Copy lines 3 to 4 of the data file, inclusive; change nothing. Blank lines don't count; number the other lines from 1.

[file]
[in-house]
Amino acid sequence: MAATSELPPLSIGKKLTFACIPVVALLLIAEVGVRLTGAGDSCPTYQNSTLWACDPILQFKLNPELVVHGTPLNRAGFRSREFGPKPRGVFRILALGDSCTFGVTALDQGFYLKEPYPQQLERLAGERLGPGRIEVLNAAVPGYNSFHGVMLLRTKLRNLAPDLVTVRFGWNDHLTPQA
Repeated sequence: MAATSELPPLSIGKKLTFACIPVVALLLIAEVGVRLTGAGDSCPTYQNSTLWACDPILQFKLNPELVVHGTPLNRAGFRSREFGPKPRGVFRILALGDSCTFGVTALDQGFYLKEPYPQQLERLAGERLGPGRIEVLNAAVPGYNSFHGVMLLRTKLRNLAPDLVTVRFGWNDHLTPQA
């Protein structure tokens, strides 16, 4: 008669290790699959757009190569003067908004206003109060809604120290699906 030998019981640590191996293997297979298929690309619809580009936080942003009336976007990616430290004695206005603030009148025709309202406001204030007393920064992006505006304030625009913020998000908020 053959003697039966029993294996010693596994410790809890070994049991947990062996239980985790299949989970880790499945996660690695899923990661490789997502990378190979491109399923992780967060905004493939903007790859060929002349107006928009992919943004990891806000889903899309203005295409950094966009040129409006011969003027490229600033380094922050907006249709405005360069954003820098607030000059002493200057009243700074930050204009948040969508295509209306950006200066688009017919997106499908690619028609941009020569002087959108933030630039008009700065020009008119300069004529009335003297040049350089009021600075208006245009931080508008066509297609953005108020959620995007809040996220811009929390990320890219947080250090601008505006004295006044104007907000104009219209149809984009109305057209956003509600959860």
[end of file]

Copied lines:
Repeated sequence: MAATSELPPLSIGKKLTFACIPVVALLLIAEVGVRLTGAGDSCPTYQNSTLWACDPILQFKLNPELVVHGTPLNRAGFRSREFGPKPRGVFRILALGDSCTFGVTALDQGFYLKEPYPQQLERLAGERLGPGRIEVLNAAVPGYNSFHGVMLLRTKLRNLAPDLVTVRFGWNDHLTPQA
């Protein structure tokens, strides 16, 4: 008669290790699959757009190569003067908004206003109060809604120290699906 030998019981640590191996293997297979298929690309619809580009936080942003009336976007990616430290004695206005603030009148025709309202406001204030007393920064992006505006304030625009913020998000908020 053959003697039966029993294996010693596994410790809890070994049991947990062996239980985790299949989970880790499945996660690695899923990661490789997502990378190979491109399923992780967060905004493939903007790859060929002349107006928009992919943004990891806000889903899309203005295409950094966009040129409006011969003027490229600033380094922050907006249709405005360069954003820098607030000059002493200057009243700074930050204009948040969508295509209306950006200066688009017919997106499908690619028609941009020569002087959108933030630039008009700065020009008119300069004529009335003297040049350089009021600075208006245009931080508008066509297609953005108020959620995007809040996220811009929390990320890219947080250090601008505006004295006044104007907000104009219209149809984009109305057209956003509600959860």